Thursday, March 8, 2007

How old is my postcard? Part 5 The Undivided Back Era

Welcome to Moody's Postcards, your source for vintage, collectible postcards! My name is Richard Moody and I started the company in 1986 and we have been accumulating "old" (otherwise known as "vintage collectible") postcards for twenty years. We specialize in United States view postcards but we also have thousands of antique foreign views, topical postcards and trade cards. Our goal is to exceed your expectations and provide a superior selection of the collectible postcard you are searching for.

The third era I will discuss is called the "Undivided Back Era 1901-1907" but just keep in mind that the two previous eras I discussed also were undivided back eras. On 24 December 1901, the United States Congress granted permission to use "Post Card" on the back of privately printed issues and allowed the regular size postcard of today but still limited the back of the postcard to just the address. Since the message from the sender was still restricted to the front of the card, most of these cards still have writing on the front with many of the cards setting aside a white space for the message. This era marked an increased interest in postcards by the publishers of the day and by the general public. Large numbers of cards were still printed in Europe but American publishers grew their business and new publishers arrived on the scene but the quality of most was inferior to the overseas competition. Detroit Publishing Company became one of the dominant publishers of the day with their "phostint" process which used lithographic stones to print their postcards in a process brought from Europe. Another dominant publisher at this time was Raphael Tuck & Sons from England but they had a large office in New York and produced lots of US postcards.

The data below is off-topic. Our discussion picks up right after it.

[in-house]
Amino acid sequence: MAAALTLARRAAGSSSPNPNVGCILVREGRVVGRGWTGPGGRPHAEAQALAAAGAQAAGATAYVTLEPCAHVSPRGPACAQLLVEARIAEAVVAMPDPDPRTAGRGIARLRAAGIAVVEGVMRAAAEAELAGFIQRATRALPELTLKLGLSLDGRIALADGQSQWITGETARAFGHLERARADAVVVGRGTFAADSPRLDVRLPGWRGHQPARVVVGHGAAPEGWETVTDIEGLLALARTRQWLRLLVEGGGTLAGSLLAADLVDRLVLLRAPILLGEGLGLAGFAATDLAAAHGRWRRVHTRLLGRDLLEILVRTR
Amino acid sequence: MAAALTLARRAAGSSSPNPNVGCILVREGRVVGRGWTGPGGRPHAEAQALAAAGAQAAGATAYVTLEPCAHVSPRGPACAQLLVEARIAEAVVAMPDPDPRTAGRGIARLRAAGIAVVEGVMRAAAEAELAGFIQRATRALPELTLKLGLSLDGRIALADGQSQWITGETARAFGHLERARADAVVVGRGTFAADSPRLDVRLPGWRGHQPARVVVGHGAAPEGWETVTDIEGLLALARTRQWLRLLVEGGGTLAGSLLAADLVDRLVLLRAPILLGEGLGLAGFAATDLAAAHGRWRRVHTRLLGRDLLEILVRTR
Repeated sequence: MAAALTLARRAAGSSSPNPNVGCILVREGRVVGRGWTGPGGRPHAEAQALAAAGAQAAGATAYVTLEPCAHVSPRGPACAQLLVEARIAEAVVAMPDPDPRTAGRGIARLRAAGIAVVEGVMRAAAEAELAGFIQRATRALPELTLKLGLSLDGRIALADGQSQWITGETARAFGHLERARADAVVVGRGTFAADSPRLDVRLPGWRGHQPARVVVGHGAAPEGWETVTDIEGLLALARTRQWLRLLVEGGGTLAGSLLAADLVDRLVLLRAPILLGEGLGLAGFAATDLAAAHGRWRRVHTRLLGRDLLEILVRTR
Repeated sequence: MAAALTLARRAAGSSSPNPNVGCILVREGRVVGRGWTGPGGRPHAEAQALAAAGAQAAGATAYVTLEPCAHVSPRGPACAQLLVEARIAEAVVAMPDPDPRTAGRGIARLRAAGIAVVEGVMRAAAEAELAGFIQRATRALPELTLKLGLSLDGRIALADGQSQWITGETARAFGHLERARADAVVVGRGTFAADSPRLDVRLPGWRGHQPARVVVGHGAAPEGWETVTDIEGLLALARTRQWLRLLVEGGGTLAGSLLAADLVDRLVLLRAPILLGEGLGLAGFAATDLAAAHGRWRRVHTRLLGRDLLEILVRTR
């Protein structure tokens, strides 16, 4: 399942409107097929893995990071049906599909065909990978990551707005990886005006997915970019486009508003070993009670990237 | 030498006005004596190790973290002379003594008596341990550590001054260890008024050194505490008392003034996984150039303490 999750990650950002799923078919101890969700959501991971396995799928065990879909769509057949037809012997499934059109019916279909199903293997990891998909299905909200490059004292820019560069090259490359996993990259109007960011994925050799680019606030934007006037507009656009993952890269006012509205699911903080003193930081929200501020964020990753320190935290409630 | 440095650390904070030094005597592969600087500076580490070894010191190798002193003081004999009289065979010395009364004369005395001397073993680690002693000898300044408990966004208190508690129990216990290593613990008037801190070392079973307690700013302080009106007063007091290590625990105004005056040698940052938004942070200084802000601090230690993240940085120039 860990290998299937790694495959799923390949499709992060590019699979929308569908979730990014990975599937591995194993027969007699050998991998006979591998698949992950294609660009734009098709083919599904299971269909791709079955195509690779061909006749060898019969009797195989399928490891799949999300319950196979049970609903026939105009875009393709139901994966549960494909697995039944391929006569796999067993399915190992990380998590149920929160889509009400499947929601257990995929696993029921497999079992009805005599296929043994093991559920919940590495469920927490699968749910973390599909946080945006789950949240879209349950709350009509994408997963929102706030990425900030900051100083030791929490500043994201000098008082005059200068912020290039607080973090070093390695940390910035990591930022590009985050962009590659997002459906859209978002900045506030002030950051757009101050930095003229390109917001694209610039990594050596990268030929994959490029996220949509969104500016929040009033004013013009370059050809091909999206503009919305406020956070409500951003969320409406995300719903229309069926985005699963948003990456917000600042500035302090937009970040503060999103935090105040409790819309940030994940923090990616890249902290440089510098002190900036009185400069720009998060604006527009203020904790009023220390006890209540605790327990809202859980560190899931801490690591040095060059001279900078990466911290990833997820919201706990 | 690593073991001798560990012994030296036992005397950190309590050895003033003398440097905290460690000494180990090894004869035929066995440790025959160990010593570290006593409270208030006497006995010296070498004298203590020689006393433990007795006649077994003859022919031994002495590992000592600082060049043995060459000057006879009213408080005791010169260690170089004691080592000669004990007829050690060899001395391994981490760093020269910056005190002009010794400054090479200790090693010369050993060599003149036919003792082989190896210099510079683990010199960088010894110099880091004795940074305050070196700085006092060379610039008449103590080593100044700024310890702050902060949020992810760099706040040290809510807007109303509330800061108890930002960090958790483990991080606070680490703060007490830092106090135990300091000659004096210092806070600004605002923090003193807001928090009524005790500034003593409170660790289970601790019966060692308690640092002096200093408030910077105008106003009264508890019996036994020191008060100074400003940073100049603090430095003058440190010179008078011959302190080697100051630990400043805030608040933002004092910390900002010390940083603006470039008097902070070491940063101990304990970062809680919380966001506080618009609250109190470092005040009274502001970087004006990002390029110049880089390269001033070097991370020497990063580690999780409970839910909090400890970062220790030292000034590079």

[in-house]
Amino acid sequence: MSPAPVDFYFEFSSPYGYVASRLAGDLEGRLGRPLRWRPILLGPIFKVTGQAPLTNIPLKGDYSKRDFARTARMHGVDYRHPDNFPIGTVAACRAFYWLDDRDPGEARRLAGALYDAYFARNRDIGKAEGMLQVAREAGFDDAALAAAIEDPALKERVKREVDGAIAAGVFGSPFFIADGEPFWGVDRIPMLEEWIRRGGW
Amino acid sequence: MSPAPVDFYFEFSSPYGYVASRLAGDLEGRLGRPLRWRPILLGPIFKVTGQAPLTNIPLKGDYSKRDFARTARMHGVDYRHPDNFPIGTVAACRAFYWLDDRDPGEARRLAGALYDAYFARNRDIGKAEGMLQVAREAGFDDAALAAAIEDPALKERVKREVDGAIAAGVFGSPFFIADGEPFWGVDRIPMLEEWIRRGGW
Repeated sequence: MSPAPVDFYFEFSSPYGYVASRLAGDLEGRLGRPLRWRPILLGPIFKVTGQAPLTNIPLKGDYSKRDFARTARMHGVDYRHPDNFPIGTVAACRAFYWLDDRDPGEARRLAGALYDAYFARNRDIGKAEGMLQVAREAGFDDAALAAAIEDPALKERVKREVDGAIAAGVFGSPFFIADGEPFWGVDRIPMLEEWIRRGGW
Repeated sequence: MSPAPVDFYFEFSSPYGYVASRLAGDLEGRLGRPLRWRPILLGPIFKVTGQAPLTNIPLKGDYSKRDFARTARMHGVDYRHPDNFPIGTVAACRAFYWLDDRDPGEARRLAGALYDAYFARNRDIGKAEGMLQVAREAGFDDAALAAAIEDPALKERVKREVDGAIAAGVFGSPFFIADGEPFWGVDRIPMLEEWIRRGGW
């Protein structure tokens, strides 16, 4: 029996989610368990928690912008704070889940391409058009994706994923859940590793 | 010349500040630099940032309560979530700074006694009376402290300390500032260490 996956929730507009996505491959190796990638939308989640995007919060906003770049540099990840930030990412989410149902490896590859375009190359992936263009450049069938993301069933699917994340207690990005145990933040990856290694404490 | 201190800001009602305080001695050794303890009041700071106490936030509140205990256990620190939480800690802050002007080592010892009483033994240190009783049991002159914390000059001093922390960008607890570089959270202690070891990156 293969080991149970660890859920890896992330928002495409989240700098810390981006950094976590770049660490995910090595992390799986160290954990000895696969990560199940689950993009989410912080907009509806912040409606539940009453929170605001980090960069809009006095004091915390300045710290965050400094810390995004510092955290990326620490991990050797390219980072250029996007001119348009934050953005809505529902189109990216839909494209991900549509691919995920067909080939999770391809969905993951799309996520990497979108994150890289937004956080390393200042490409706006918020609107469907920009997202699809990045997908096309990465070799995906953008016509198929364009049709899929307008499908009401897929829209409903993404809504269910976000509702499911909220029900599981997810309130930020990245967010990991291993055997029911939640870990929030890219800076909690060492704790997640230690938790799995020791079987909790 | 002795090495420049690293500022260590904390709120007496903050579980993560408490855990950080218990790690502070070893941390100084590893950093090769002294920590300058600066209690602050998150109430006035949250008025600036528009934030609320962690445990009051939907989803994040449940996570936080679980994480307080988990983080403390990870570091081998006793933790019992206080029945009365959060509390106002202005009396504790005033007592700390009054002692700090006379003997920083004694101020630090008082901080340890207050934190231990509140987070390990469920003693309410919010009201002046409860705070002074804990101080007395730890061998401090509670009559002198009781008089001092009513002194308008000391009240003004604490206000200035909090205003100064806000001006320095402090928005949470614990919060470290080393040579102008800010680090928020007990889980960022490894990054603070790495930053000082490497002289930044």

While postcard views produced prior to this period resembled European postcard styles, the early 1900s saw the US lean heavily on view cards and serious art was not seen on American postcards. While French postcards reflected the Art Nouveau movement the US limited itself to postcards of classical paintings from museums and no serious contemporary art appeared on our postcards. Below are some examples of postcards from this era with the blank message space on the front. Both of these postcards are for sale on Moody's Postcards.

Next time we will move to the divided back era.